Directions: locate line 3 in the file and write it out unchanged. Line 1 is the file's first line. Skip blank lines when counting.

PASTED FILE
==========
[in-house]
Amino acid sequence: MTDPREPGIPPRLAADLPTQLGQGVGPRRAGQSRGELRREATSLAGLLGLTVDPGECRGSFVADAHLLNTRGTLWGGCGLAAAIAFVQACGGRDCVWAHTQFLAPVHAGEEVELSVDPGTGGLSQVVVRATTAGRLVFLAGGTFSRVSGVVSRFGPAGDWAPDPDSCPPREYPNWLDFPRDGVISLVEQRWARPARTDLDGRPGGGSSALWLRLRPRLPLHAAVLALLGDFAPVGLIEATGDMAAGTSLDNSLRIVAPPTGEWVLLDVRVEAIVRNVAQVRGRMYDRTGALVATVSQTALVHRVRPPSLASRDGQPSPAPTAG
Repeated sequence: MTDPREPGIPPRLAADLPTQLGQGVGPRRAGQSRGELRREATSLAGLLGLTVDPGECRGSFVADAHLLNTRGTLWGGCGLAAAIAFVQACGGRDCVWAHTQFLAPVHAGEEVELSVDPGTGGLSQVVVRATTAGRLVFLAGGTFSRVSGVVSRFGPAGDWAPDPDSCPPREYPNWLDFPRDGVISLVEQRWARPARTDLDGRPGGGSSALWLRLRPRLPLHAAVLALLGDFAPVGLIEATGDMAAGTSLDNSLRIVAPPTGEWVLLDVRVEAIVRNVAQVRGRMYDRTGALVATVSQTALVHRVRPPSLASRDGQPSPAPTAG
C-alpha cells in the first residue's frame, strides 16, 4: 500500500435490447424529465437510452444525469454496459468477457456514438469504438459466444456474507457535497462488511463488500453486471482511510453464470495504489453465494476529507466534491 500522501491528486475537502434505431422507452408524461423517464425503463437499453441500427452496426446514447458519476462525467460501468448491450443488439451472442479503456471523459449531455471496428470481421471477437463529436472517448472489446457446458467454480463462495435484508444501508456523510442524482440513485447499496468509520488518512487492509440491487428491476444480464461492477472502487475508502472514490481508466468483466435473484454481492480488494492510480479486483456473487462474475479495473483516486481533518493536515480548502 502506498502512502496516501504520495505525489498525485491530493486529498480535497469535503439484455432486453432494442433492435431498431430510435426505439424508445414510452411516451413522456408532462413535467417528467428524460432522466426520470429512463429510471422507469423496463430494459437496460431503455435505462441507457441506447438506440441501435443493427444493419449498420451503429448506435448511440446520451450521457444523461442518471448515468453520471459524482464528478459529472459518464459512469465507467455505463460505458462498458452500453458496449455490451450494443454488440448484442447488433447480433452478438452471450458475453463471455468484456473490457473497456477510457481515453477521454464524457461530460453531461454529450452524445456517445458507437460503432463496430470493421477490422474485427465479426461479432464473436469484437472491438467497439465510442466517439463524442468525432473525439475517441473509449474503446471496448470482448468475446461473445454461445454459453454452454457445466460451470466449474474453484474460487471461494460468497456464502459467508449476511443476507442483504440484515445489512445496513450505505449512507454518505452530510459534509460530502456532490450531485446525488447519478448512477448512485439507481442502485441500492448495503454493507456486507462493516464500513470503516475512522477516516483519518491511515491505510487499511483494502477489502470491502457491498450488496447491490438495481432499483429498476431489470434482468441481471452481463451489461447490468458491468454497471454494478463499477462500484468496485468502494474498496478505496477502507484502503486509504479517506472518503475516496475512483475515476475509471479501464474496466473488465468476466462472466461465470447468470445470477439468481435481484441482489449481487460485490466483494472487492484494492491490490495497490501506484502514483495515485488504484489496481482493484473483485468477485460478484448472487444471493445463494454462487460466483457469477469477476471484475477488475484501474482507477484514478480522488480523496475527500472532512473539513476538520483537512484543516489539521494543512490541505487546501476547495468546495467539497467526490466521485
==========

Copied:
Repeated sequence: MTDPREPGIPPRLAADLPTQLGQGVGPRRAGQSRGELRREATSLAGLLGLTVDPGECRGSFVADAHLLNTRGTLWGGCGLAAAIAFVQACGGRDCVWAHTQFLAPVHAGEEVELSVDPGTGGLSQVVVRATTAGRLVFLAGGTFSRVSGVVSRFGPAGDWAPDPDSCPPREYPNWLDFPRDGVISLVEQRWARPARTDLDGRPGGGSSALWLRLRPRLPLHAAVLALLGDFAPVGLIEATGDMAAGTSLDNSLRIVAPPTGEWVLLDVRVEAIVRNVAQVRGRMYDRTGALVATVSQTALVHRVRPPSLASRDGQPSPAPTAG